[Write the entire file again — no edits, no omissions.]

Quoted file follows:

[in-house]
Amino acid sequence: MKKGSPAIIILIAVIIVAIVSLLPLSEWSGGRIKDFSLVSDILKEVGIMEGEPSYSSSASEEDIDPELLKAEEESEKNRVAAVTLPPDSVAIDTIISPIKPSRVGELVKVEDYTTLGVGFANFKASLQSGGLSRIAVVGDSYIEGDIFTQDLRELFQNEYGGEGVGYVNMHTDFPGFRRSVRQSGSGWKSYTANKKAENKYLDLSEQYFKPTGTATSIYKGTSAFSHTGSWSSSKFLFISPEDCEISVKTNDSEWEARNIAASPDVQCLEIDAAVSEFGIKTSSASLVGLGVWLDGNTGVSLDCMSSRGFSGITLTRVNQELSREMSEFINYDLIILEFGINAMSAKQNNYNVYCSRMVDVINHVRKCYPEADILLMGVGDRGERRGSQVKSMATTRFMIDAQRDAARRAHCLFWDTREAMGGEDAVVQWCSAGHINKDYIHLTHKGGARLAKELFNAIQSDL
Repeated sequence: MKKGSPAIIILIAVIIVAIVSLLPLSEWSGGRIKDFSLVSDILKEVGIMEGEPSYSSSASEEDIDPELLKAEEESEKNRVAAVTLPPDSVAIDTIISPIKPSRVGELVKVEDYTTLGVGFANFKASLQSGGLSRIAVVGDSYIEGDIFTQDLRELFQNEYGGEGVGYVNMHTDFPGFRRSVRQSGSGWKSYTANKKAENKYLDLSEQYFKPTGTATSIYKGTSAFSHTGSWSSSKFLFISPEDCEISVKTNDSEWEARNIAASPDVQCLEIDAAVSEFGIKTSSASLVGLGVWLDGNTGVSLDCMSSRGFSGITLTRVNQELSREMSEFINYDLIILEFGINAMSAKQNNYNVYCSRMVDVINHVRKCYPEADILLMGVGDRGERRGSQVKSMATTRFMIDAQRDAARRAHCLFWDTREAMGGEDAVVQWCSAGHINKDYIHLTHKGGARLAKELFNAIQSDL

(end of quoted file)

[in-house]
Amino acid sequence: MKKGSPAIIILIAVIIVAIVSLLPLSEWSGGRIKDFSLVSDILKEVGIMEGEPSYSSSASEEDIDPELLKAEEESEKNRVAAVTLPPDSVAIDTIISPIKPSRVGELVKVEDYTTLGVGFANFKASLQSGGLSRIAVVGDSYIEGDIFTQDLRELFQNEYGGEGVGYVNMHTDFPGFRRSVRQSGSGWKSYTANKKAENKYLDLSEQYFKPTGTATSIYKGTSAFSHTGSWSSSKFLFISPEDCEISVKTNDSEWEARNIAASPDVQCLEIDAAVSEFGIKTSSASLVGLGVWLDGNTGVSLDCMSSRGFSGITLTRVNQELSREMSEFINYDLIILEFGINAMSAKQNNYNVYCSRMVDVINHVRKCYPEADILLMGVGDRGERRGSQVKSMATTRFMIDAQRDAARRAHCLFWDTREAMGGEDAVVQWCSAGHINKDYIHLTHKGGARLAKELFNAIQSDL
Repeated sequence: MKKGSPAIIILIAVIIVAIVSLLPLSEWSGGRIKDFSLVSDILKEVGIMEGEPSYSSSASEEDIDPELLKAEEESEKNRVAAVTLPPDSVAIDTIISPIKPSRVGELVKVEDYTTLGVGFANFKASLQSGGLSRIAVVGDSYIEGDIFTQDLRELFQNEYGGEGVGYVNMHTDFPGFRRSVRQSGSGWKSYTANKKAENKYLDLSEQYFKPTGTATSIYKGTSAFSHTGSWSSSKFLFISPEDCEISVKTNDSEWEARNIAASPDVQCLEIDAAVSEFGIKTSSASLVGLGVWLDGNTGVSLDCMSSRGFSGITLTRVNQELSREMSEFINYDLIILEFGINAMSAKQNNYNVYCSRMVDVINHVRKCYPEADILLMGVGDRGERRGSQVKSMATTRFMIDAQRDAARRAHCLFWDTREAMGGEDAVVQWCSAGHINKDYIHLTHKGGARLAKELFNAIQSDL